by Erin Hart
Popular girl group Fifth Harmony released its debut studio album, Reflection, on Feb. 3, following its third place finish on The X Factor’s Season Two. Reflection shines with the help of the girls’ loyal fan base.
The first single, “Bo$$,” premiered July 7, and the second single, “Sledgehammer,” was released Oct. 28. Both served as previews of the confidence and girl-power that is evident in each track.
The album reflects a classic pop sound with songs such as “Top Down,” “This is How We Roll” and “Body Rock.” Some songs lack lyrical depth and rely heavily on repetitive lines, but these tracks are sure to get the party started with their fun, elec- tronic beats.
Three songs on the album feature other artists: “Like Mari ah” features Tyga, “Worth It” receives help from Kid Ink and in “Brave, Honest, Beautiful,” 5H collaborates with Meghan Trainor.
Although the greater portion of the record contains upbeat tempos and catchy choruses, the group’s vocal skills are show- cased in the ballad “We Know.” The track shows that the girls are no fools to the players’ game with the lyrics, “I know it probably worked for you/ last time/ but them other girls told me how you play your game.” With this track, 5H makes it clear that boys are no match for strong girls who stick together.
Similarly, tracks like “Suga Momma,” “Worth it” and “Re- flection” are brimming with the girl-power message that the group stands for. In the song “Reflection,” the girls embrace their own beauty rather than that of their male counterparts, with lyrics “Think I’m in love, ‘cause you so sexy/ Boy, I ain’t talkin’ bout you, I’m talking to my own reflection.”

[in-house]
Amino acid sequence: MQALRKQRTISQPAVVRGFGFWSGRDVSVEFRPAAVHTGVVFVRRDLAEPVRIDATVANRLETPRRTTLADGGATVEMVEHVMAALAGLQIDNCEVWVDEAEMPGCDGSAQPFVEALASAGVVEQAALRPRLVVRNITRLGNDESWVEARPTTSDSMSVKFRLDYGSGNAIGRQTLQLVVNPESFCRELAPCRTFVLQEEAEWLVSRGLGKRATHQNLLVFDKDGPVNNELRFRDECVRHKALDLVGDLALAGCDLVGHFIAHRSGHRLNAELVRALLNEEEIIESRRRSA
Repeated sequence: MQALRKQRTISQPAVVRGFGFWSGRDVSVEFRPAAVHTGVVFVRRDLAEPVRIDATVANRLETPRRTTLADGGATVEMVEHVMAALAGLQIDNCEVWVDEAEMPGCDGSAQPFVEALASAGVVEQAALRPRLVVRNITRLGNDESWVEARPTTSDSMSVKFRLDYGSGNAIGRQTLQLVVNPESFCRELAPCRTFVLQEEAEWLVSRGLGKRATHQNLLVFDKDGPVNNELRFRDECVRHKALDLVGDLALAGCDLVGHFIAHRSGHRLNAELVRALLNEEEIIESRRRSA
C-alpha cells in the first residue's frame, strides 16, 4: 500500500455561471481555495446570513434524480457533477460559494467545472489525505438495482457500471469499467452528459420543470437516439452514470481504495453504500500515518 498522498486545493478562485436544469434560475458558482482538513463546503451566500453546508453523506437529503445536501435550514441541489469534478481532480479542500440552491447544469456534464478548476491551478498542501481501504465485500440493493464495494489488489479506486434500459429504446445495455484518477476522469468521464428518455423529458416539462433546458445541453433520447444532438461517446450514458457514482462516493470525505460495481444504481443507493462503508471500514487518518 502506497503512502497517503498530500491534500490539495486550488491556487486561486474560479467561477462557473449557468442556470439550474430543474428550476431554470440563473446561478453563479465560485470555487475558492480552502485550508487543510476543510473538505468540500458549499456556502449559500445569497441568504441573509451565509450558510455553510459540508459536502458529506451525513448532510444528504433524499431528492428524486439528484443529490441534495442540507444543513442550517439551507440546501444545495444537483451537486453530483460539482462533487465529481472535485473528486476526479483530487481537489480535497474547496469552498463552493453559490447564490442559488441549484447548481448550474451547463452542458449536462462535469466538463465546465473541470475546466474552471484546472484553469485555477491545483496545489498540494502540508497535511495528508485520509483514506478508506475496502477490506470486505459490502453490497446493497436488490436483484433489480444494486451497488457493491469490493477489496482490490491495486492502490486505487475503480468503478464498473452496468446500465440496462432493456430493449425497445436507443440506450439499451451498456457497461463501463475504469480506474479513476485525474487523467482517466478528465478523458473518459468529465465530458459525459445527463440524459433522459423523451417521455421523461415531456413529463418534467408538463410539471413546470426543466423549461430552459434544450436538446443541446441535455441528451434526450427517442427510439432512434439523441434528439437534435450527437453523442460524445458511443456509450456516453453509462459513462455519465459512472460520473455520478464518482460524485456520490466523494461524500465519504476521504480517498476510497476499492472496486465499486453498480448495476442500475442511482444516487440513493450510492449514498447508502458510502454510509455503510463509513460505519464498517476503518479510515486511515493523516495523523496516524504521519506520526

There are many pop-culture references featured in tracks such as “Bo$$,” “Like Mariah” and “Brave, Honest, Beauti- ful.” For example, “Like Mariah” samples the classic riff from Mariah Carey’s “Always Be My Baby.” The track also plays off her song “Touch My Body” with lyrics, “When you touch my body, got me singing like Mariah.” In addition, the lyrics in these tracks allude to popular female celebrities like Beyoncé, Madonna and Michelle Obama, encouraging young girls to feel just as self-assured and empowered as their role models.
Complementing the album’s feel-good vibes, its underlying message of female power is important to perpetuate in the mu sic industry. Undoubtedly, the girls showed who’s “Bo$$.”